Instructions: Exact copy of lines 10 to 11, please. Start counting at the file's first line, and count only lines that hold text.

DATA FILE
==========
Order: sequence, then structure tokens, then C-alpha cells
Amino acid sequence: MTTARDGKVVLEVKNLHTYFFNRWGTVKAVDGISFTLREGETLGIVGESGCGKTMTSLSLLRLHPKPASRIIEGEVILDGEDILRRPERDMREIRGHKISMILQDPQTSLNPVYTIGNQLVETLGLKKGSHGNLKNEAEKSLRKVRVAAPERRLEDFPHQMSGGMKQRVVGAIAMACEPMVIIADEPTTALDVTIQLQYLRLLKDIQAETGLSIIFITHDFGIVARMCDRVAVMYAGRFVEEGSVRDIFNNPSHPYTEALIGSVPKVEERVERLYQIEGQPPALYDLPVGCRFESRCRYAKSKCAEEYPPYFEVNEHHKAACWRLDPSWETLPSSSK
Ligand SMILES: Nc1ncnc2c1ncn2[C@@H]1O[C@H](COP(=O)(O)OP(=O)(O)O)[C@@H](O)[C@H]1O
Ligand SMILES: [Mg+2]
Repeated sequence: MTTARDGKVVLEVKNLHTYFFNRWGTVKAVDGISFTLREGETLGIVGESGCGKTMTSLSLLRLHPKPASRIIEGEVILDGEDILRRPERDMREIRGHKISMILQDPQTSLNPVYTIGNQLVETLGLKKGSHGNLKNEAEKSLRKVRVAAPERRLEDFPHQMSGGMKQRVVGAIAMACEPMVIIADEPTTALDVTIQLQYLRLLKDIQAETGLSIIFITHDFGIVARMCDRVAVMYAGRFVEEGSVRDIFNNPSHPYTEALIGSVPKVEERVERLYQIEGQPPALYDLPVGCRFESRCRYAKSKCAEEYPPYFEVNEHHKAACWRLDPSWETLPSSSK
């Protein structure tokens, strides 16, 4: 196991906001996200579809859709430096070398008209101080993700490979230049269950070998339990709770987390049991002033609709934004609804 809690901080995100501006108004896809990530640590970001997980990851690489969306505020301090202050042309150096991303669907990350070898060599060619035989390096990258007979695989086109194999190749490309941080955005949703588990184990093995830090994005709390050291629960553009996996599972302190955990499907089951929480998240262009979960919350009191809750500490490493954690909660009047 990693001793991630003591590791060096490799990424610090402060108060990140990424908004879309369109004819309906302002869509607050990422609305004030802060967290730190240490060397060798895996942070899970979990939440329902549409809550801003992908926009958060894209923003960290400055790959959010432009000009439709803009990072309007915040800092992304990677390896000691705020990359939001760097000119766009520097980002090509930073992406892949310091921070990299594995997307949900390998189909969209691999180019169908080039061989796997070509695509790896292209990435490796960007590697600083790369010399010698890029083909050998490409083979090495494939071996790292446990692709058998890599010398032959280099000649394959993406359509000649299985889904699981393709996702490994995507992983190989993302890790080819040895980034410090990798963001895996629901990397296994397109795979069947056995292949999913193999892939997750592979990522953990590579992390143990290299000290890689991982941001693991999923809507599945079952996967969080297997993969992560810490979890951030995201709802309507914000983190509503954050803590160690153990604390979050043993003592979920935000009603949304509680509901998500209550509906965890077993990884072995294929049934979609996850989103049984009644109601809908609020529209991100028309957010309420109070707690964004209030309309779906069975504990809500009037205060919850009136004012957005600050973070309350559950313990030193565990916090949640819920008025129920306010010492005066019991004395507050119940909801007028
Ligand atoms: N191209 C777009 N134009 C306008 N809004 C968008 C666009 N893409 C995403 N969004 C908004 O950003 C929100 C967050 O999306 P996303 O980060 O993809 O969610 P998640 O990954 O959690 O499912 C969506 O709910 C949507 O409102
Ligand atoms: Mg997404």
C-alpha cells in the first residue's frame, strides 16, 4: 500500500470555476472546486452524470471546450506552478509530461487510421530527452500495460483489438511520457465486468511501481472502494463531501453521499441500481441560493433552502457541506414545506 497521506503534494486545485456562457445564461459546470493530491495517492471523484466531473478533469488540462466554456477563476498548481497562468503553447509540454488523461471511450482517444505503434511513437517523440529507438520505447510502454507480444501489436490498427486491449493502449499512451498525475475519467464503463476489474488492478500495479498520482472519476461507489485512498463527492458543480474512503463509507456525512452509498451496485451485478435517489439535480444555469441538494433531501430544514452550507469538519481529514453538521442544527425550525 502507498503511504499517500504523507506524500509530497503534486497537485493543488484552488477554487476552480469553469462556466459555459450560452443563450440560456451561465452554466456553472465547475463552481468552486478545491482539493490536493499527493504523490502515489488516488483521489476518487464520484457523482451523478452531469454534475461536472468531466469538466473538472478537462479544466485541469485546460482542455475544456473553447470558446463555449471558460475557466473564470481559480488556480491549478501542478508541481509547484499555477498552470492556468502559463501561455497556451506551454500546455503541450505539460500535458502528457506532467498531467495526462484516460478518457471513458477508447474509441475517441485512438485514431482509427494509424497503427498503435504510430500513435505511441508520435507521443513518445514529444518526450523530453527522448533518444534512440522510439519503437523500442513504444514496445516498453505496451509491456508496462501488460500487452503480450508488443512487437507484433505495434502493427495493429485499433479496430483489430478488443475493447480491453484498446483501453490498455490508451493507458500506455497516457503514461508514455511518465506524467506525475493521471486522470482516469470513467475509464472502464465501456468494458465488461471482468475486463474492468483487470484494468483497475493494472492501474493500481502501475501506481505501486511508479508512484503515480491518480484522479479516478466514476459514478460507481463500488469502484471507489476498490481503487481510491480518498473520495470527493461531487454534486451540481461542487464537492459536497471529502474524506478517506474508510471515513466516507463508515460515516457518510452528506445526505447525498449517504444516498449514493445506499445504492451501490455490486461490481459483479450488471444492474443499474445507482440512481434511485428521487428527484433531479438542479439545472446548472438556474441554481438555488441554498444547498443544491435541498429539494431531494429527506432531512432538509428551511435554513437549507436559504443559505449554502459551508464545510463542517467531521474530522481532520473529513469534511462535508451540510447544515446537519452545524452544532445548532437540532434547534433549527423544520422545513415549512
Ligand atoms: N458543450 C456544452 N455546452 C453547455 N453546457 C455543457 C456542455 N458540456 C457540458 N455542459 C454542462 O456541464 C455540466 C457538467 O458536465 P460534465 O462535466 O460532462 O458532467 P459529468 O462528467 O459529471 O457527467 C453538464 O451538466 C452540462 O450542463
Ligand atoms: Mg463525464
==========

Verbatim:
Ligand atoms: N458543450 C456544452 N455546452 C453547455 N453546457 C455543457 C456542455 N458540456 C457540458 N455542459 C454542462 O456541464 C455540466 C457538467 O458536465 P460534465 O462535466 O460532462 O458532467 P459529468 O462528467 O459529471 O457527467 C453538464 O451538466 C452540462 O450542463
Ligand atoms: Mg463525464